7

I've been writing some things in this style and I'm not entirely sure if there's a term for it - I'm sure I'm not the first person to think of something like this and I'd like to read some more about it to get better at it.

Something like:

"It was a cold night."

Followed by another passage, followed by:

"It was a cold night, for the month of july, which was rather unusual."

And so on.

3

Wetcircuit gave a perfect answer in their comment, but I want to get this question off of the unanswered list. As mentioned, these are "cumulative tales," which are well-suited for tragic tales as they depend on progressively accumulating detail that concludes suddenly. The German tale "Little Louse and Little Flea" is a fine example, ending with the "cumulative" summary and the traditionally sobering denouement:

Little louse has burned herself to death. Little flea is crying. Little door is creaking. Little broom is sweeping. Little cart is running. Little manure pile is burning. Little tree is shaking.

"Oh," said the spring, "then I will begin to flow," and it began to flow furiously. And everything drowned in the water: the girl, the little tree, the little manure pile, the little cart, the little broom, the little door, the little flea, and the little louse, all together.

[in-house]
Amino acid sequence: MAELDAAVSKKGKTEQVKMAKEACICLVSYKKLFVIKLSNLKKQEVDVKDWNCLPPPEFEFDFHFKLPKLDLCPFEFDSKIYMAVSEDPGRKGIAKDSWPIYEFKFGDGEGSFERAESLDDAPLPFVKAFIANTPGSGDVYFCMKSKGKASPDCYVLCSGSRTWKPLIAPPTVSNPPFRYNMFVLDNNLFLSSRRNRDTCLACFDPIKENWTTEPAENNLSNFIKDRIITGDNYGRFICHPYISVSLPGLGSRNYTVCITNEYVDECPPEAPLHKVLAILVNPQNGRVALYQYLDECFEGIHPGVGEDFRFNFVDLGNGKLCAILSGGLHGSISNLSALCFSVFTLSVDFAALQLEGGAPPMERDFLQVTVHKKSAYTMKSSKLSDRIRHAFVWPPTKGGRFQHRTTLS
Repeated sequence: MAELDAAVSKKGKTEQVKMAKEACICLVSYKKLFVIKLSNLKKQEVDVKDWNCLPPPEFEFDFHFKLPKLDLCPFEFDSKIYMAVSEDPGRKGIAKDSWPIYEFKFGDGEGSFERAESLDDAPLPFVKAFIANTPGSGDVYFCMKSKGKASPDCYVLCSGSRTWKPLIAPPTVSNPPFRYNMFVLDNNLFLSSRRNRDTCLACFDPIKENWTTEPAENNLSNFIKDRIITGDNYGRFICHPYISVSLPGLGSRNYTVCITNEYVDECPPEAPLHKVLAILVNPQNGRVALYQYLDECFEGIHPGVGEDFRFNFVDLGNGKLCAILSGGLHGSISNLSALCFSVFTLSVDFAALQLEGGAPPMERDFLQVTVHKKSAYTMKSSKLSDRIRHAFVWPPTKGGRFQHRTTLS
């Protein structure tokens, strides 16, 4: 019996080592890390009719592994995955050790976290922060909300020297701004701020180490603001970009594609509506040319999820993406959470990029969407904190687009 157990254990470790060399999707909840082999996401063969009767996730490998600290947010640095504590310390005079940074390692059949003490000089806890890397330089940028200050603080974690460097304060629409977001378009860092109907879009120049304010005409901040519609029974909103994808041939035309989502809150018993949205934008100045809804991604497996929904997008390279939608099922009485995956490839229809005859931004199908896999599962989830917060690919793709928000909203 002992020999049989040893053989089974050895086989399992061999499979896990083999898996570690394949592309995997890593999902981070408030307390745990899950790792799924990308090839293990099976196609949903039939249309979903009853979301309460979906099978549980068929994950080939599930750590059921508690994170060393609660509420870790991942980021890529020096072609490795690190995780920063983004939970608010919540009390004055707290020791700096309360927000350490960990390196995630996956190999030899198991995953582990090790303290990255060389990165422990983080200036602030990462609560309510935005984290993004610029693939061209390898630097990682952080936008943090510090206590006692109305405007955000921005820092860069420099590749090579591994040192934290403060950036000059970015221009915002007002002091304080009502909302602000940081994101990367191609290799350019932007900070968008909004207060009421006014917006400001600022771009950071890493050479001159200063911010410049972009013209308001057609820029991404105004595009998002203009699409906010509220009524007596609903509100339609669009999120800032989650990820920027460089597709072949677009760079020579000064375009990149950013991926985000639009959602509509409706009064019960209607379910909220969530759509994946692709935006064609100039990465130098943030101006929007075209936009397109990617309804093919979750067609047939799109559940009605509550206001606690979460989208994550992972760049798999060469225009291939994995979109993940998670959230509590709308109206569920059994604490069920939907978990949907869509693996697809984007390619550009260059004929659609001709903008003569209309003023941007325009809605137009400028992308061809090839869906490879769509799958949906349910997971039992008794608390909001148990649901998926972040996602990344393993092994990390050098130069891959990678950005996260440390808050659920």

A Companion to the Fairy Tale includes the chapter "Catch if you can: The Cumulative Tale," which provides some interesting commentary on the structure and history of the cumulative tale, although only a portion of the chapter is freely available:

Rather like a constructed tower of cards, the tale extends itself until it reaches the inevitable collapse – at its best, a resounding memory-racking crescendo of accumulations, which then abruptly stops. With the cumulative tale, the repetitive pattern takes precedence over the plot or, some might say, is the plot. Essentially, the tale exists to add to or multiply itself via those accumulations.

  • I was thinking something less "fairy-tale" and more something that slowly delivers more details about a scene in a repetitive manner, details which may slowly change the tone or context of the passage. – Arfons Oct 9 '18 at 12:49
  • From my understanding, a decent example of this might be the classic short story “The Lottery.” It describes a very brief sequence that is contextually revealed to be different (maybe even the opposite) than it seems at the beginning. This can be characterized as a gradual tonal (or rhetorical) shift. If this is a severe enough shift, it might even be classified as a genre shift. I’m struggling to find a more specific term for what you’re describing – it might be that you’re looking for something more memory-oriented? – Bruce Kirkpatrick Oct 9 '18 at 13:02

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